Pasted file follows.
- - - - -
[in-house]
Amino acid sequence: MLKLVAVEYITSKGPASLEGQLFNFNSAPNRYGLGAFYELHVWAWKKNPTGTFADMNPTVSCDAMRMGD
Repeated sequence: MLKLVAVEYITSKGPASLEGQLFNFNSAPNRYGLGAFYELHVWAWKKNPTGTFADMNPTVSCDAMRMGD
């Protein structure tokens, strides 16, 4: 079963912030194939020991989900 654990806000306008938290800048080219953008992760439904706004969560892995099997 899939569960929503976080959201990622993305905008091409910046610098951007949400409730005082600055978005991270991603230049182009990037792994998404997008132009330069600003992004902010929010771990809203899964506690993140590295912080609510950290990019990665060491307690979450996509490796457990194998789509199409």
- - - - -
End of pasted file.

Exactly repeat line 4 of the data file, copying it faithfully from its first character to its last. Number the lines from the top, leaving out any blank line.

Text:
């Protein structure tokens, strides 16, 4: 079963912030194939020991989900 654990806000306008938290800048080219953008992760439904706004969560892995099997 899939569960929503976080959201990622993305905008091409910046610098951007949400409730005082600055978005991270991603230049182009990037792994998404997008132009330069600003992004902010929010771990809203899964506690993140590295912080609510950290990019990665060491307690979450996509490796457990194998789509199409």